Bond funds have seen unprecedented outflows. According to Refintiv Lipper data released yesterday, U.S. investment-grade bond funds saw $35.6 billion pulled in the week ending March 18th. To put that in context, the previous “record” was $7.3 billion that had been established just the week before. If that isn’t enough, municipal bond funds experienced withdrawals that were nearly 3 times greater than the previous record, as $12.2 billion was taken out. Actually, nothing was spared within the universe of bonds, as mortgage, high yield, and leveraged loan funds also experienced nearly unprecedented activity.
What is inspiring this dramatic pace of withdrawals? Are the actions specific to fears related to the bonds themselves, such as lower quality corporate bonds that might be in industries most susceptible to the impact from the Coronavirus or are their other reasons? One explanation may be a tactical move back into equities, as DB pension plans, E&Fs, and individuals rebalance their asset allocation back to equities following their precipitous fall. There is some support for the latter explanation, as Vanguard S&P 500 ETF had experienced 19 straight days of inflows until Tuesday.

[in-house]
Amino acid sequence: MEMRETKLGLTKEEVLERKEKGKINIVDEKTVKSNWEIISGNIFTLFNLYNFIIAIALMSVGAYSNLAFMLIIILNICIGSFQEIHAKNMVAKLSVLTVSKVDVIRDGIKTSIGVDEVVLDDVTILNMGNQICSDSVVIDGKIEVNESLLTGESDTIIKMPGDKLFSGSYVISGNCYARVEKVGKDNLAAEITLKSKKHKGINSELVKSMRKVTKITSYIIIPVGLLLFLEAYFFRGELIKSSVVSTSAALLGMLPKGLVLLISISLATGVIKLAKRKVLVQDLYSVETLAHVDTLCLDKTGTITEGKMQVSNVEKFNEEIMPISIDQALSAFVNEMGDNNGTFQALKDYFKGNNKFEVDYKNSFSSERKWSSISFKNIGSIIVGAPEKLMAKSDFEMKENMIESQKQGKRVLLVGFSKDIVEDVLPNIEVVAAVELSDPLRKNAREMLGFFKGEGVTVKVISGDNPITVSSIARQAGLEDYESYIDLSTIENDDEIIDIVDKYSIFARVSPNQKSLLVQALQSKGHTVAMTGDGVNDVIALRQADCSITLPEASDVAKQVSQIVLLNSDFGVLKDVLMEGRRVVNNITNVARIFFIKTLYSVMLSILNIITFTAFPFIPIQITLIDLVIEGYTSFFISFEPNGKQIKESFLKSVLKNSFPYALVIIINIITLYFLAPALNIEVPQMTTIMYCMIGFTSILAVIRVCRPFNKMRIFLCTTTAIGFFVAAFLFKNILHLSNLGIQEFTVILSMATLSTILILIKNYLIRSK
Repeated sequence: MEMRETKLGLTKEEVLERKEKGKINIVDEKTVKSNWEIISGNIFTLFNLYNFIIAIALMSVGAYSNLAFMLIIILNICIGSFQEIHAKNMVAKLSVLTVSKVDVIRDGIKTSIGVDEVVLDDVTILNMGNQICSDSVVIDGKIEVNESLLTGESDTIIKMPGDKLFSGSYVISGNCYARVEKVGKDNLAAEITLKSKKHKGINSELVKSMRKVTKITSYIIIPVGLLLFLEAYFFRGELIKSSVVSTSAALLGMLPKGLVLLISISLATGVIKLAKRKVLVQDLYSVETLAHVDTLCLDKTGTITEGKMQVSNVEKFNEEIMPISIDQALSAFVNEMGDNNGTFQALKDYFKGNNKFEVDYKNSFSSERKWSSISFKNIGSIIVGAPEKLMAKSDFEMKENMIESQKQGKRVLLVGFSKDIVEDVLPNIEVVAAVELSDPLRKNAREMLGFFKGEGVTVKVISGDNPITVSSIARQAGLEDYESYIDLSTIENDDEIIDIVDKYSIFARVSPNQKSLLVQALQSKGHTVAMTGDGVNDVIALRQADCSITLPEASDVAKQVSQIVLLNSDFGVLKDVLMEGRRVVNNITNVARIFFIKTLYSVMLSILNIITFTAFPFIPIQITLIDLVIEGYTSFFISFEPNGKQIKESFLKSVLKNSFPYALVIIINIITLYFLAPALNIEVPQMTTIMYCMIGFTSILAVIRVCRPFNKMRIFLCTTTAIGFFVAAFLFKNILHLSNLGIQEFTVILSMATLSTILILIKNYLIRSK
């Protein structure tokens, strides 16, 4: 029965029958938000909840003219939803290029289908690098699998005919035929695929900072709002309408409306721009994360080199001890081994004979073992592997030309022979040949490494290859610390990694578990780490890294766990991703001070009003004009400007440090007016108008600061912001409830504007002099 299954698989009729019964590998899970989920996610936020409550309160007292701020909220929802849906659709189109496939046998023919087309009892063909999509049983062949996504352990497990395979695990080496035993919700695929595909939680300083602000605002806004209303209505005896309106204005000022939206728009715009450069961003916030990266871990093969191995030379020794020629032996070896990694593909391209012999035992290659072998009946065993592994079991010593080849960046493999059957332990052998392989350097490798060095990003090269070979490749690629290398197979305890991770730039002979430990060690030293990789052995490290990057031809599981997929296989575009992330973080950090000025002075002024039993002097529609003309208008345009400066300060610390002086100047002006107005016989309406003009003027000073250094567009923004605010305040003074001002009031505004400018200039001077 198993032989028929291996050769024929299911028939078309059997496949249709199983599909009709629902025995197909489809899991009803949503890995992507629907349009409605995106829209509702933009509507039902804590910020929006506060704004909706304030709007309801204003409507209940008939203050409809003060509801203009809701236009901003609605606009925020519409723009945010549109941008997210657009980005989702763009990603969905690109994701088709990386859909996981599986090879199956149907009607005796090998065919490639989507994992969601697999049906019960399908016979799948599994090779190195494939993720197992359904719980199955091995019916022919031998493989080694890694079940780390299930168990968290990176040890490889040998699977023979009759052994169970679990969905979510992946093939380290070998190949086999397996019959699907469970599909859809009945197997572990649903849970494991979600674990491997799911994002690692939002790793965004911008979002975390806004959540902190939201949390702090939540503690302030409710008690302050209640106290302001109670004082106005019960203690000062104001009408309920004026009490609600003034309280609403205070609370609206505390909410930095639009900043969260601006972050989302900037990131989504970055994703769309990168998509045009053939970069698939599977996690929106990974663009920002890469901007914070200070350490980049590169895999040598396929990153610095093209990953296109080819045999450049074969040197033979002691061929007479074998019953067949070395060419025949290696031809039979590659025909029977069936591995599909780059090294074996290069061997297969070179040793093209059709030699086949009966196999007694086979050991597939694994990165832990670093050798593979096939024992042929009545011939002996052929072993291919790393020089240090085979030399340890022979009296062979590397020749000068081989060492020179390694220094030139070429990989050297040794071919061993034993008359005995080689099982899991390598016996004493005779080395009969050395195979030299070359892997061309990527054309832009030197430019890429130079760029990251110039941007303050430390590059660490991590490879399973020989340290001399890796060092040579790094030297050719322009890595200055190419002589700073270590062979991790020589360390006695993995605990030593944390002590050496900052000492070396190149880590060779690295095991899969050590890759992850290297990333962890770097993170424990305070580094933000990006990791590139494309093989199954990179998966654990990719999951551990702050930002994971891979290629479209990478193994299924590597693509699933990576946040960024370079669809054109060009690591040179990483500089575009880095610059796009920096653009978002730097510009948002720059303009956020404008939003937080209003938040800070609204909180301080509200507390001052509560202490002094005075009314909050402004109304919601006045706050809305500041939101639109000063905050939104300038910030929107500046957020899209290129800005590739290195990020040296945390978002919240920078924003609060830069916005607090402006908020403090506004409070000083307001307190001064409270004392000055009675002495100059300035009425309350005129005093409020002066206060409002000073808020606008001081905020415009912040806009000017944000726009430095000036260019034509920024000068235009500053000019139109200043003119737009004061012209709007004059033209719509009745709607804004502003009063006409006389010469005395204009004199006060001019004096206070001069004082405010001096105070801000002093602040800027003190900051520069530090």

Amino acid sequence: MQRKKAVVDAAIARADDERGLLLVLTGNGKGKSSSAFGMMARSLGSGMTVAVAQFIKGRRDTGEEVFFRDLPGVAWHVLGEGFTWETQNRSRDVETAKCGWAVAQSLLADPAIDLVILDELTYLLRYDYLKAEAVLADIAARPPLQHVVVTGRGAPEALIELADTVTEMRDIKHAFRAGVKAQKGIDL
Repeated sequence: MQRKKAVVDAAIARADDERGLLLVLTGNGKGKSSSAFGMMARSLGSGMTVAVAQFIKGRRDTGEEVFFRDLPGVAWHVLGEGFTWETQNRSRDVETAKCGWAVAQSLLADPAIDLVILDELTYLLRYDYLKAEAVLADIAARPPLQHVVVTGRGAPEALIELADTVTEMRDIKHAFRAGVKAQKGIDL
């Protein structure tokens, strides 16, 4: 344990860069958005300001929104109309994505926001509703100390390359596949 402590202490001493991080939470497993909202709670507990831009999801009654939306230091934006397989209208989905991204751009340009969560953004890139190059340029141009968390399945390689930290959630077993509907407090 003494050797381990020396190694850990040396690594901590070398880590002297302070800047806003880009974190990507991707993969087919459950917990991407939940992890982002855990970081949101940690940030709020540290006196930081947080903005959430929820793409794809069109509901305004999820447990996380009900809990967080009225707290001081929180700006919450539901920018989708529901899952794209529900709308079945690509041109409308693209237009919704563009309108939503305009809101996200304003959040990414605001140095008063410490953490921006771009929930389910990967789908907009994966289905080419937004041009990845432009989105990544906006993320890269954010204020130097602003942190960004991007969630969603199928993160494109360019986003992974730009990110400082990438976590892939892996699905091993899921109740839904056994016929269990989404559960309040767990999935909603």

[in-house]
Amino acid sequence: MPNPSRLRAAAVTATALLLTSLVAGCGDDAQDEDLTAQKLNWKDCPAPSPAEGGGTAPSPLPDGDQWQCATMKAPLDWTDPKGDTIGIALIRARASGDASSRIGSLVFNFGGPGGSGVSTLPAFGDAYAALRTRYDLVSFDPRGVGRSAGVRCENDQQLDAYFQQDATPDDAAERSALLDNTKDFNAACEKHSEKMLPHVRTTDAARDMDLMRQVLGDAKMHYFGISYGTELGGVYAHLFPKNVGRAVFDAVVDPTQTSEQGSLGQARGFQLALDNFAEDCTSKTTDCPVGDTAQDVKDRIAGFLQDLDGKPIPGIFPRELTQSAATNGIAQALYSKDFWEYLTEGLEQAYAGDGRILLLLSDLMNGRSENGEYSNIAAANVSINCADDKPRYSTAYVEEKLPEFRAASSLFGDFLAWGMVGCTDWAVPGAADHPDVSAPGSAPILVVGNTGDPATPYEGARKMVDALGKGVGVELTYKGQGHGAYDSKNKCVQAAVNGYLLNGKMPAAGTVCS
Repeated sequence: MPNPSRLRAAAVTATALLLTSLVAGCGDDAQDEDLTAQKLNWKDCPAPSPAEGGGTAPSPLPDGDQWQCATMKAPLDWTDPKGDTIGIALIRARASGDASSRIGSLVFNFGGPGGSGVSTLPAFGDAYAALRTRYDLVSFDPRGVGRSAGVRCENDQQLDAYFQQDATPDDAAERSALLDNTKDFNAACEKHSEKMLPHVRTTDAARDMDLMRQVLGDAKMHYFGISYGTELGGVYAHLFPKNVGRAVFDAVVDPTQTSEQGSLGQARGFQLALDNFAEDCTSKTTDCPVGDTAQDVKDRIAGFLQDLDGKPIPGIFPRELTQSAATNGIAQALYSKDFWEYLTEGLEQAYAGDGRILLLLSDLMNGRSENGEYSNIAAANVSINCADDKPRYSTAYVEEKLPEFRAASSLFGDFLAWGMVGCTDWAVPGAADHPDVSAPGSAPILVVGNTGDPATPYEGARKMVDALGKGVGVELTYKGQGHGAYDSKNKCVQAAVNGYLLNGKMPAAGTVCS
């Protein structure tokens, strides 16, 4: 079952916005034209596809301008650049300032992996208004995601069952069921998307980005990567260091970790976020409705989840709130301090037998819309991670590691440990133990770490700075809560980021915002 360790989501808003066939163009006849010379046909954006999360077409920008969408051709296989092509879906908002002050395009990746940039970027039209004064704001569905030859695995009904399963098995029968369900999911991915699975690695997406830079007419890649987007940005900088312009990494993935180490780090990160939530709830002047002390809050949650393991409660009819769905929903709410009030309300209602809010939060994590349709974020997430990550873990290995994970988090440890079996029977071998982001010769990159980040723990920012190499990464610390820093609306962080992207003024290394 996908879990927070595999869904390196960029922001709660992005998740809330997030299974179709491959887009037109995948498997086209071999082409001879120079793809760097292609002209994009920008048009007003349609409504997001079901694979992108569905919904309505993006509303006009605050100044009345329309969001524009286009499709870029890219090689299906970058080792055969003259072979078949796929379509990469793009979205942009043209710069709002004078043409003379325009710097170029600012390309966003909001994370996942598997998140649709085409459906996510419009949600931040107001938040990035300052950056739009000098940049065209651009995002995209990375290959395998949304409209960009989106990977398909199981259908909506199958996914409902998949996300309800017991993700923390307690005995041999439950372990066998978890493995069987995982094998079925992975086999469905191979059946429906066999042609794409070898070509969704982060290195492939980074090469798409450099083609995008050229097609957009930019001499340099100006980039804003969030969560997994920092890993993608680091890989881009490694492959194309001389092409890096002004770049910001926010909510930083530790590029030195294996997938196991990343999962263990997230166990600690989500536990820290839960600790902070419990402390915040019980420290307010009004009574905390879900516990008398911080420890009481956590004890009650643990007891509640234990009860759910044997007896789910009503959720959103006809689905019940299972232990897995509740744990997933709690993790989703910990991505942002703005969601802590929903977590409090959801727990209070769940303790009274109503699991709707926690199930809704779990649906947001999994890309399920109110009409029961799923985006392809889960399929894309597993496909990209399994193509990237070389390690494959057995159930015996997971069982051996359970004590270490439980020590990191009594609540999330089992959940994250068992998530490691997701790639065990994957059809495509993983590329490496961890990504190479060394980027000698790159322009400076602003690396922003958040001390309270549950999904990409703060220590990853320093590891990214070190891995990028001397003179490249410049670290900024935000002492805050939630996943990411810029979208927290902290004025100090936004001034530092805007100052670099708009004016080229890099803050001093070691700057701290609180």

At Ryan ALM, we have been encouraging our clients and prospects to sell long-dated treasuries (10-years and longer) to take advantage of the strong performance that they’ve experienced and to use those proceeds to establish a cash flow matching portfolio to defease the plan’s, in the case of DB plans, Retired Lives liability. With the nearly unprecedented widening that we’ve witnessed in the yield spreads of corporates, both investment grade and high yield, relative to Treasuries, we believe that the timing is very good.